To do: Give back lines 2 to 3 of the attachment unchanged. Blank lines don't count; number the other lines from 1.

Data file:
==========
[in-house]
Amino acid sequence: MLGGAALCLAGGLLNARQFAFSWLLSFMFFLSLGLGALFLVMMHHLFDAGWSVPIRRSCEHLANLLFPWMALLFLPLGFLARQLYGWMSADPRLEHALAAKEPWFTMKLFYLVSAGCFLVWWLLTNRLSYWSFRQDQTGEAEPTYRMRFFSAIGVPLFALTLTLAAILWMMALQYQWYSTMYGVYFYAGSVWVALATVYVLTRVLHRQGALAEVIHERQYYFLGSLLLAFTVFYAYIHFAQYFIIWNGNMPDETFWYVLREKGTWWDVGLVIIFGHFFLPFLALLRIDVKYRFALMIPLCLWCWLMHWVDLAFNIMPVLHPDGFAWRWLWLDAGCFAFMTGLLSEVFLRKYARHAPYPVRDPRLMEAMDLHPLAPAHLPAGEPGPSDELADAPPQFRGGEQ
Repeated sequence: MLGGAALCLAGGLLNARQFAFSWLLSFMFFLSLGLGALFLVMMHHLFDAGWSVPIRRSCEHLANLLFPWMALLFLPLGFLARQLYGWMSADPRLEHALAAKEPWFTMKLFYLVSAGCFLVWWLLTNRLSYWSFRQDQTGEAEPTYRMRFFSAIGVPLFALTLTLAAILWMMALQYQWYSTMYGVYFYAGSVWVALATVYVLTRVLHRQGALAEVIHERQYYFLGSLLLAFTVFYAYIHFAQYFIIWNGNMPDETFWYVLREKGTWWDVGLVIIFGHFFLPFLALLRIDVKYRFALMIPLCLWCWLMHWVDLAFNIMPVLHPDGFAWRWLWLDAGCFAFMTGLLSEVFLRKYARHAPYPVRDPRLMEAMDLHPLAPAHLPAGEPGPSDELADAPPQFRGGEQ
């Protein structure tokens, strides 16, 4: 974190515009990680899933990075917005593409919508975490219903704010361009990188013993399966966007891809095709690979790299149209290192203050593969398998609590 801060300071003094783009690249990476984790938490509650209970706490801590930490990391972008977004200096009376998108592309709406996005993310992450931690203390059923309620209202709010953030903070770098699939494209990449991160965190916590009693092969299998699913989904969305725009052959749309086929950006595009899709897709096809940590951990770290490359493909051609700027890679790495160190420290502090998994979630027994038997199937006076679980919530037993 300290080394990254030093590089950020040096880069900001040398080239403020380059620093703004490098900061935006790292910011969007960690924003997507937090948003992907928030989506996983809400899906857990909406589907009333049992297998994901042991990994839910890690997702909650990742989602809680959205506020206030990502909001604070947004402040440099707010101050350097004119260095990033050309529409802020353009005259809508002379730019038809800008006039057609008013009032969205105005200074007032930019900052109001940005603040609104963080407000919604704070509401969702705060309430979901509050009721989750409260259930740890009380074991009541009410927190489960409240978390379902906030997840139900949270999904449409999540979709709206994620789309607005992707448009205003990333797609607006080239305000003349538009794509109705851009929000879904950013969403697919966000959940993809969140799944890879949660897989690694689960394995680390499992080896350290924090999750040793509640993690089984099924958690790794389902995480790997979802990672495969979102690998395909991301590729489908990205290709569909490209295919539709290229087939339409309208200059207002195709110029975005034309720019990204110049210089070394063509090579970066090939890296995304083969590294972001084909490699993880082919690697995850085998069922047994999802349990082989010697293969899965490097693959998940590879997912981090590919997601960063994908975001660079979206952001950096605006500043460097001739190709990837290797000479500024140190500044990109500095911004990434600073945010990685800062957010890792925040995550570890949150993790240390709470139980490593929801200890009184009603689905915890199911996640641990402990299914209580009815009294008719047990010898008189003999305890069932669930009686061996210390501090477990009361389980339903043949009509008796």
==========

Amino acid sequence: MLGGAALCLAGGLLNARQFAFSWLLSFMFFLSLGLGALFLVMMHHLFDAGWSVPIRRSCEHLANLLFPWMALLFLPLGFLARQLYGWMSADPRLEHALAAKEPWFTMKLFYLVSAGCFLVWWLLTNRLSYWSFRQDQTGEAEPTYRMRFFSAIGVPLFALTLTLAAILWMMALQYQWYSTMYGVYFYAGSVWVALATVYVLTRVLHRQGALAEVIHERQYYFLGSLLLAFTVFYAYIHFAQYFIIWNGNMPDETFWYVLREKGTWWDVGLVIIFGHFFLPFLALLRIDVKYRFALMIPLCLWCWLMHWVDLAFNIMPVLHPDGFAWRWLWLDAGCFAFMTGLLSEVFLRKYARHAPYPVRDPRLMEAMDLHPLAPAHLPAGEPGPSDELADAPPQFRGGEQ
Repeated sequence: MLGGAALCLAGGLLNARQFAFSWLLSFMFFLSLGLGALFLVMMHHLFDAGWSVPIRRSCEHLANLLFPWMALLFLPLGFLARQLYGWMSADPRLEHALAAKEPWFTMKLFYLVSAGCFLVWWLLTNRLSYWSFRQDQTGEAEPTYRMRFFSAIGVPLFALTLTLAAILWMMALQYQWYSTMYGVYFYAGSVWVALATVYVLTRVLHRQGALAEVIHERQYYFLGSLLLAFTVFYAYIHFAQYFIIWNGNMPDETFWYVLREKGTWWDVGLVIIFGHFFLPFLALLRIDVKYRFALMIPLCLWCWLMHWVDLAFNIMPVLHPDGFAWRWLWLDAGCFAFMTGLLSEVFLRKYARHAPYPVRDPRLMEAMDLHPLAPAHLPAGEPGPSDELADAPPQFRGGEQ